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Circular Interference, Newton's Rings

  • #1

Homework Statement


The figure below shows a lens with radius of curvature R lying on a flat glass plate and illuminated from above by light with wavelength λ. This photo, taken from above the lens, shows that circular interference fringes (called "Newton's rings") appear, associated with the variable thickness d of the air film between the lens and the plate. The radius of curvature R of the lens is 5.0 m and the lens diameter is 19 mm.
35-46a.gif

35-46b.gif


(a) How many bright rings are produced? Assume that λ = 568 nm.
rings

(b) How many bright rings would be produced if the arrangement were immersed in water (n = 1.33)?
rings

Homework Equations


maxima in thin film interference: 2L=(m=.5)λ/n2
A of a circle = [tex]\pi[/tex]r2 ?


The Attempt at a Solution


it would seem as simple as solving the equation 2L=mλ/n2 for m when the length of the air between the curved glass and the flat glass is greatest, wouldn't that tell you how many rings you've gone through to get to the edge? But I cannot seem to figure out how large the space of air IS right at the edge....

I think one also needs to find out whether light reflected will tend to be put in phase or out of phase.
 

Answers and Replies

  • #2
gneill
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Light moving from a medium with a lower index of refraction to one of a higher index of refraction is phase inverted upon reflection. That is, it receives the equivalent of a π radian shift (180°), or λ/2 path length "adjustment". Add λ/2 to the gap distance.
 
  • #3
but how does adding λ/2 to the gap distance help? isn't it changing all the way from the center of the whole unit to the outside?
 
  • #4
gneill
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but how does adding λ/2 to the gap distance help? isn't it changing all the way from the center of the whole unit to the outside?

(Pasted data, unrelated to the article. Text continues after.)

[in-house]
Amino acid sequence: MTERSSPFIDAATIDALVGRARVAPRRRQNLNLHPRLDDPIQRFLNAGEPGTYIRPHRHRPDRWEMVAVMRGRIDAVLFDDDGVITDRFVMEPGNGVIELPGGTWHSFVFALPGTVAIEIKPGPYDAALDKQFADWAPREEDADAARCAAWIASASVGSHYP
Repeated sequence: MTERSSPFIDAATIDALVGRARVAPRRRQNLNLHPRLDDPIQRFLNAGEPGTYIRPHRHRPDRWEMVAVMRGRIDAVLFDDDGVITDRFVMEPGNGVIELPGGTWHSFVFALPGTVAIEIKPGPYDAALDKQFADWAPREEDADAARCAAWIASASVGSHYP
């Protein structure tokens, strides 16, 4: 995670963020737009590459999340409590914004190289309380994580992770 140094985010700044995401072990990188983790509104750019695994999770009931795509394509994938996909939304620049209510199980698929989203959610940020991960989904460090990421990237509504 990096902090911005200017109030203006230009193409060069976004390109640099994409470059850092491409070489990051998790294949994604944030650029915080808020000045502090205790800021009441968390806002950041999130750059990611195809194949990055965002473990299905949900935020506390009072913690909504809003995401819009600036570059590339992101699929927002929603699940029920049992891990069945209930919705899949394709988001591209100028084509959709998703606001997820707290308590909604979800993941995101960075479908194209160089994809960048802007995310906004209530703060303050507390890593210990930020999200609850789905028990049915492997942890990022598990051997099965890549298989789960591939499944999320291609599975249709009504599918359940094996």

Yes, of course. You have to figure out the total gap change, and then how many times in between zero and that maximum gap amount the distance will be a suitable length to cause constructive interference. It doesn't matter what the "shape" of the change in gap is with respect to radius, as long as it's monotonically increasing over the domain.

For a given gap distance d, what is the condition for constructive interference to be observed?
 
  • #5
But don't you need to know the index of refraction of the glass to figure that out?
 
  • #6
gneill
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But don't you need to know the index of refraction of the glass to figure that out?
Nope. Everything that happens to the interfering rays in the glass happens equally to both. The only difference between the rays is that one traverses the gap and is reflected from the lower gap boundary. It is enough to know that the index of refraction of glass is greater than that of air to determine what the phase shift will be for the reflections.

EDIT: Of course, I should mention that it is necessary to know the wavelength of the light while it's in the gap.
 
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  • #7
The biggest thing to consider is whether there is a phase shift due to reflection off the bottom piece of glass right? Because that's going to decide whether the equations for the maxima and minima are 2L/[tex]\lambda[/tex]=m or 2L/ [tex]\lambda[/tex] =m+.5?
 
  • #8
gneill
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The biggest thing to consider is whether there is a phase shift due to reflection off the bottom piece of glass right? Because that's going to decide whether the equations for the maxima and minima are 2L/[tex]\lambda[/tex]=m or 2L/ [tex]\lambda[/tex] =m+.5?
Right. Do you know the approximate indexes of refraction for all the materials involved (air, glass, water)?
 
  • #9
So I think if i get this right, the equation for the maxima is 2L/[tex]\lambda[/tex]=m? Its like the reverse of a bubble in air? It's only going to have a phase shift due to reflection once not twice. The air gap acts as the thin film. It just has a lower index of refraction than everything around it, whereas a bubble has a higher index of refraction than everything around it?
 
  • #10
Right. Do you know the approximate indexes of refraction for all the materials involved (air, glass, water)?
Yeah, I can find them, but do you actually need them to find how many bright firnges there are?
 
  • #11
gneill
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Yeah, I can find them, but do you actually need them to find how many bright firnges there are?
You only need to know their relative sizes so that you know whether or not a reflection causes a phase inversion.
 
  • #12
I figured it all out!

Thanks so much for your help!! :)
 

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